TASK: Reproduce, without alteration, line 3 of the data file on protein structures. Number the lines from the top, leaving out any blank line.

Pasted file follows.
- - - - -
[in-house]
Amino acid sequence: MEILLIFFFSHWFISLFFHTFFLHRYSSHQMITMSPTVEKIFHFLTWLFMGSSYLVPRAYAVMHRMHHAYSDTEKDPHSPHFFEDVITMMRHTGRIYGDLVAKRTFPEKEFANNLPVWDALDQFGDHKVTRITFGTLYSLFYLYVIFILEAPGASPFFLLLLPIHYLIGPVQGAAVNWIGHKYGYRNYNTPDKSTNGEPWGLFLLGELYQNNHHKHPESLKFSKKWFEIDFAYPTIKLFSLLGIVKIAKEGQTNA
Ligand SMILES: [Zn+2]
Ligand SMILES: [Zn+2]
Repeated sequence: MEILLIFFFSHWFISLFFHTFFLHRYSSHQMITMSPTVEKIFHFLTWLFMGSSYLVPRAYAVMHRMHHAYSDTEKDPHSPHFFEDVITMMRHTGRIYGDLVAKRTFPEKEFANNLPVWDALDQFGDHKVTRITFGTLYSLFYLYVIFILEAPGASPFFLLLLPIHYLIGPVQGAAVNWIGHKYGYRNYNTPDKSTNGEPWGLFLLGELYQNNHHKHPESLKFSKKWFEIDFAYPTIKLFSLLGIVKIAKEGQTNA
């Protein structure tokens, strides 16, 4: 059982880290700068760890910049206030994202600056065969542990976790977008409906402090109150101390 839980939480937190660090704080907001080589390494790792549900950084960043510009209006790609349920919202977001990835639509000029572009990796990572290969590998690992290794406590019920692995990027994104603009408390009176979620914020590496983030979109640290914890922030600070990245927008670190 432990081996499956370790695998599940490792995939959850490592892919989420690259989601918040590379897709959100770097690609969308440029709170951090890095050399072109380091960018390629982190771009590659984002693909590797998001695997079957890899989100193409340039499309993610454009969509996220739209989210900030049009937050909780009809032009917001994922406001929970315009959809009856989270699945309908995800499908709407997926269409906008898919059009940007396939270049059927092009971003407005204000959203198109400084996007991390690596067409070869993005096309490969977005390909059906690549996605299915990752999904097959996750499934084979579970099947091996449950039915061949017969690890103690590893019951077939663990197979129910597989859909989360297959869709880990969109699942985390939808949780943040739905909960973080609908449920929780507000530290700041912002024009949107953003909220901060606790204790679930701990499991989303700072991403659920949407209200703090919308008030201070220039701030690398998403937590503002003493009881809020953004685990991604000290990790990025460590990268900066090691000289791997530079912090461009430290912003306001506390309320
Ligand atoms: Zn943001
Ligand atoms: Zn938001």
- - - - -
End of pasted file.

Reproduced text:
Ligand SMILES: [Zn+2]